The Golfer & the Gambler

golf-gamblingPhil Mickelson has five major golf championships and countless endorsement deals. Thomas C. Davis, a former investment banker, has a Harvard pedigree and a country club lifestyle. They also had a secret.

Both men owed money to William T. Walters, a high-rolling Las Vegas kingmaker, often considered the most successful sports bettor in the country. Now, federal authorities say those debts were at the center of a long-running insider trading scheme. Federal prosecutors in Manhattan on Thursday unveiled criminal charges against Mr. Walters, saying that illegal stock tips from Mr. Davis helped him generate some $40 million in profits and avoided losses. They also charged Mr. Davis, who has agreed to plead guilty and who is cooperating against Mr. Walters. Mr. Mickelson was not accused of wrongdoing. But the Securities and Exchange Commission listed him in a civil complaint as a relief defendant, arguing that he was “unjustly enriched” and must disgorge “ill-gotten gains” he made from trades Mr. Walters recommended. Mr. Mickelson, known as “Lefty,” agreed to repay nearly $1 million, and his lawyer said he “takes full responsibility for the decisions and associations that led him to becoming part of this investigation.” The investigation hinged on Mr. Davis’s mounting debts, which were far larger than Mr. Mickelson’s and which may have provided a motive to share inside information.

Mr. Davis retired from investment banking at Credit Suisse First Boston in 2001, the government said, but not from the free-spending lifestyle it enabled. His finances were so troubled, the authorities said, that he even misused money from a charity. Mr. Walters also lent him money. Mr. Davis, then the chairman of Dean Foods, returned the favor by feeding Mr. Walters boardroom secrets as far back as 2008, the authorities say. To disguise the scheme, they said, the two men used disposable cellphones and created “a secret code” for discussing Dean Foods, a Dallas company, referring to it as “the Dallas Cowboys.” “Davis breached his duty and broke the law as the result of being in dire financial straits,” Andrew J. Ceresney, the head of the S.E.C.’s enforcement division, said at a news conference on Thursday. And Mr. Walters, who was arrested at a resort in Las Vegas late Wednesday, was “gambling on a sure thing.” The case, however, is much broader than a story about gambling debts. The charges represent one of the most notable insider trading prosecutions since a federal appellate court overturned two prominent convictions — a ruling that led to the dismissal of about a dozen other convictions.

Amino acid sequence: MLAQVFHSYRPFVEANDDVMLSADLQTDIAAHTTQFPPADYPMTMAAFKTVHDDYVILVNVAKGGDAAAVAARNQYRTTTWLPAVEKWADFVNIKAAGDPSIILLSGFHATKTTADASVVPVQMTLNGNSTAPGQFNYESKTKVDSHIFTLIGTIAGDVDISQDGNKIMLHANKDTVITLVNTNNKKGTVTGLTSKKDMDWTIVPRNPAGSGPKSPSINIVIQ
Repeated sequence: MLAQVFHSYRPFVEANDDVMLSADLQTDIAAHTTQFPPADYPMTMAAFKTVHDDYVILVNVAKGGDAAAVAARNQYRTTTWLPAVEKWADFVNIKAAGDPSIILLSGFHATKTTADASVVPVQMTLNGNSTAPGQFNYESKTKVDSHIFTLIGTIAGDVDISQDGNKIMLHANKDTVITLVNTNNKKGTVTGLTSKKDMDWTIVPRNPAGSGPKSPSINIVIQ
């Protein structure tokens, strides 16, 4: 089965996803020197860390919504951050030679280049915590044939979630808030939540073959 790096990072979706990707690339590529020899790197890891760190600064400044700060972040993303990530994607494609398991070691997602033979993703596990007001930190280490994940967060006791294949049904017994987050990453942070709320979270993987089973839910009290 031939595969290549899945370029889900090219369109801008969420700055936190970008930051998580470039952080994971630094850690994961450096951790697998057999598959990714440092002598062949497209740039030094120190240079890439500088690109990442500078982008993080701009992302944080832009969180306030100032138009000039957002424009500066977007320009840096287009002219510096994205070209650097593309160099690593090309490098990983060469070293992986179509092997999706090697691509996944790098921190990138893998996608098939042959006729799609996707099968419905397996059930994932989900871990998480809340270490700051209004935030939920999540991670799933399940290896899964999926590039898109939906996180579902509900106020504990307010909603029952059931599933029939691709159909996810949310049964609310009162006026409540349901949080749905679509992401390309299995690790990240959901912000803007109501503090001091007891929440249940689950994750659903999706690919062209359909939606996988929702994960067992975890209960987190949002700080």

After the United States Court of Appeals for the Second Circuit overturned the convictions of two hedge fund managers, Todd Newman and Anthony Chiasson, in December 2014 — and in the process imposed the greatest limits on prosecutors in a generation — the government predicted a chilling effect on future insider trading investigations. Preet Bharara, the United States attorney in Manhattan, who led a sweeping crackdown on insider trading, warned that the ruling could allow “a potential bonanza for friends and family of rich people.” But in charging both Mr. Walters and Mr. Davis with securities fraud and wire fraud, his office and the S.E.C. are sending a message that these cases can still be made. “Brazen insider trading continues to be a blot in our securities markets, and so the integrity of our markets continues to be a priority for this office,” Mr. Bharara said at the news conference. Still, he added that “there is conduct that we think is nefarious and undermines faith in the market and undermines the strength of the market that will not be able to be prosecuted because of the Newman decision.”

Mr. Walters’s lawyer said his client had done nothing wrong. “Bill Walters is a true American success story, whose extraordinary accomplishments as a lawful sports gambler have been widely recognized and lauded,” the lawyer, Barry Berke, said in a statement. “Mr. Walters and his counsel look forward to his day in court.” This is not the first time Mr. Walters, who is 69, has been the subject of a criminal investigation. He has faced charges four times, none of which resulted in a conviction.

The latest investigation of Mr. Walters centered largely on trading in shares of Dean Foods, the nation’s largest milk processor, and its decision to spin off a subsidiary.